Fixation of carbon dioxide into epoxides to form cyclic carbonates using silicate based catalysts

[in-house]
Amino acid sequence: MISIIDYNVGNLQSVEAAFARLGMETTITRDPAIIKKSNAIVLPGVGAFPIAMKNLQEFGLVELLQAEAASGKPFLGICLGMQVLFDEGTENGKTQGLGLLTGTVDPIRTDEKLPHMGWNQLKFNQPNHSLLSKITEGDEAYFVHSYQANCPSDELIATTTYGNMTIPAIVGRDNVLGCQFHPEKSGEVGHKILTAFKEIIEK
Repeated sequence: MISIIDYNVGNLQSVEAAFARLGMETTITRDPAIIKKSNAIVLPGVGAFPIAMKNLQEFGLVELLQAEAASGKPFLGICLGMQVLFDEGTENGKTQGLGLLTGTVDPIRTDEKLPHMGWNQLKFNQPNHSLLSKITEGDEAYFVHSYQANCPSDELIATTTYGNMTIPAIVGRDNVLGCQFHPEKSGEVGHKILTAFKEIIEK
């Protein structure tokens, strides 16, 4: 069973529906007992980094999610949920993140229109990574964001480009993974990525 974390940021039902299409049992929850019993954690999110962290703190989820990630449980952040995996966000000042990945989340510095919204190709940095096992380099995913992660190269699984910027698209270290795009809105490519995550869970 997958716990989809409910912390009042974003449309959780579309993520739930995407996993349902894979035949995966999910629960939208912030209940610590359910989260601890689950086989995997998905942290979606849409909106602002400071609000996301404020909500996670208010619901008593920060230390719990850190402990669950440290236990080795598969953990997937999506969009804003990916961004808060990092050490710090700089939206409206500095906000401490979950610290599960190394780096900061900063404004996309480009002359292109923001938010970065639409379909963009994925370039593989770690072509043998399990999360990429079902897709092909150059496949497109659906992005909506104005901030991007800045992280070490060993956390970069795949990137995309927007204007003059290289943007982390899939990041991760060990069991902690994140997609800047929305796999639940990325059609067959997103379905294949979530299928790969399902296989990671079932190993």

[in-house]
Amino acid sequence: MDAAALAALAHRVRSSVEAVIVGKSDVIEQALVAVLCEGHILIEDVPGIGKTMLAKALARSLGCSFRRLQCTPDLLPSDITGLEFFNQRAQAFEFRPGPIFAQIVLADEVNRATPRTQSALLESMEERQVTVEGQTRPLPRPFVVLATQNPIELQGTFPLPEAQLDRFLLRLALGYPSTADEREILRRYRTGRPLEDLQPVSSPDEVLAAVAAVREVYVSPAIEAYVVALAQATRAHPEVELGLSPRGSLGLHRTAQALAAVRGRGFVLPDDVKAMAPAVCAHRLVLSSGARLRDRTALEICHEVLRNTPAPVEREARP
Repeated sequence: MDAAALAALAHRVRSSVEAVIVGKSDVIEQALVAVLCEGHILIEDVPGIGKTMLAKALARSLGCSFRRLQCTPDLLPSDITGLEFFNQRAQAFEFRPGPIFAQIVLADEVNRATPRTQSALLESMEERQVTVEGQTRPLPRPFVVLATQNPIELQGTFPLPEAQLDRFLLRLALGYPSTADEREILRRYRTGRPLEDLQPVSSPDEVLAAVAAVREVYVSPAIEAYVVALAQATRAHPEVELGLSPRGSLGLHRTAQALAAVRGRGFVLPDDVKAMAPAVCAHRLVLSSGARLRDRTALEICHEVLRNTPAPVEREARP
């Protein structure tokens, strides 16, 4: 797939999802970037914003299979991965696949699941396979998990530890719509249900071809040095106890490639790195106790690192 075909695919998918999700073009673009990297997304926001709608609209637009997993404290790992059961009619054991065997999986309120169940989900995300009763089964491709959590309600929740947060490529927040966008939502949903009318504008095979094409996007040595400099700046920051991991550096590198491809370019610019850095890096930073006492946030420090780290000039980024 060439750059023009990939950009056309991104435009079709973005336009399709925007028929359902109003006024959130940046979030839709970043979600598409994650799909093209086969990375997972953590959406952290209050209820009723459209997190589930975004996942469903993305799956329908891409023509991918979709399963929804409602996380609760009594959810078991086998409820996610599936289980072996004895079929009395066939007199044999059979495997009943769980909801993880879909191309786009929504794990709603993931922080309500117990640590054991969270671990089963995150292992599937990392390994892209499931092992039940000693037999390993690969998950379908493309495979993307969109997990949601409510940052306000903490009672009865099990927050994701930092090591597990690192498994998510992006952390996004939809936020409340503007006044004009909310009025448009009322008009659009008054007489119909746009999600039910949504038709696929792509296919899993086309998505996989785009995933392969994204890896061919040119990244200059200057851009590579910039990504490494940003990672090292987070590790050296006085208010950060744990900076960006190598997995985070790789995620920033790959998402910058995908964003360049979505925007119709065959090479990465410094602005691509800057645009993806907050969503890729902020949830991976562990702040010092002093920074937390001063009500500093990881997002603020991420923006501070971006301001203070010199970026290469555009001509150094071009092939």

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This study aimed at developing silicate based catalytic systems for the fixation of carbon dioxide (CO2) into epoxides to form cyclic carbonates. Catalytic activity of selected naturally occurring silicates including: biotite, chlorite, muscovite, phlogopite, talc, vermiculite and synthetic zeolites was evaluated for the cycloaddition of CO2 and epoxide. Effect of reaction parameters such as CO2 pressure, temperature, time, solvent, and co-catalyst were investigated using the talc catalysts coupled with TBAB. Synthetic zeolites doped with metals of known catalytic behavior were also investigated for their catalytic performance of the cycloaddition of CO2 with epoxide. Talc catalyst was characterized using a number of techniques including: Powder X-ray Diffraction, Inductively Coupled Plasma Optical Emission Spectroscopy, BET-N2 physisorption and Fourier Transform InfraRed Spectroscopy to determine the physical, chemical properties. Synthetic zeolites were characterized using Fourier Transform InfraRed Spectroscopy and Powder X-ray Diffraction. Catalyst activity in the cycloaddition of CO2 with propylene oxide and cyclohexene oxide was tested. Natural catalysts exhibited promising activity for cycloaddition of carbon dioxide into propylene oxide to form propylene carbonates in the presence of Lewis- base (co-catalyst). With talc and vermiculite exhibiting an 88.4% (conversion = 98.3%, selectivity = 89.9%) and 68.6% PC yield (conversion = 78.8%, selectivity = 87.1%) respectively, at the optimized reaction conditions. The synthetic zeolites exhibited very low activity (≤ 3.4% PC yield) for the same reaction with a slight improvement in in the presence of a co-catalyst to give a 44.0% PC yield. Furthermore, when the talc catalytic system was tested for cycloaddition reaction of CO2 and cyclohexene oxide to produce cyclohexene carbonate, a 42.3% CHC yield was obtained in 13 h under the optimized conditions for the CO2/PO reaction conditions. Results from this study provide relevance for the investigation of several silicate based catalysts for the cycloaddition of CO2 into epoxides to form cyclic carbonates and the possibility of making their synthetic analogues with tunable properties as a way of improving performance.